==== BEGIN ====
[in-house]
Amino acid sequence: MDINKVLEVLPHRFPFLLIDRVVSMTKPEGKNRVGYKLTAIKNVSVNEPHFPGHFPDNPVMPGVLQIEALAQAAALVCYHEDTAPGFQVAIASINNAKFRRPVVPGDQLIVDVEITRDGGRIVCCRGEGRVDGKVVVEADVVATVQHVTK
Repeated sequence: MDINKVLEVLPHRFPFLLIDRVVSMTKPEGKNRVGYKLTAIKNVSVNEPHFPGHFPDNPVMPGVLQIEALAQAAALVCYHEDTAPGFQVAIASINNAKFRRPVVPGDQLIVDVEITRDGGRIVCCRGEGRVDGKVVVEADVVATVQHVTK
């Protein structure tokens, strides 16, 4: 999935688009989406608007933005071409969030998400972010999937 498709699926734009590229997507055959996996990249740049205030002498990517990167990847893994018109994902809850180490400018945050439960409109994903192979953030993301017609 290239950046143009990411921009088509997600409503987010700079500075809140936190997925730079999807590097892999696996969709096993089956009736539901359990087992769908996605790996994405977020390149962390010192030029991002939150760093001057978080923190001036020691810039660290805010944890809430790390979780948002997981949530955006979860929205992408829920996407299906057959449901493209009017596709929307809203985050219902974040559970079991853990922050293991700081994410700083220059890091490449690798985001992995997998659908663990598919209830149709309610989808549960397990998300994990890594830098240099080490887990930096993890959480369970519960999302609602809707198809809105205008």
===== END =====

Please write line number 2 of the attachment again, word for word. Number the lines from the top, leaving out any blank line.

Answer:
Amino acid sequence: MDINKVLEVLPHRFPFLLIDRVVSMTKPEGKNRVGYKLTAIKNVSVNEPHFPGHFPDNPVMPGVLQIEALAQAAALVCYHEDTAPGFQVAIASINNAKFRRPVVPGDQLIVDVEITRDGGRIVCCRGEGRVDGKVVVEADVVATVQHVTK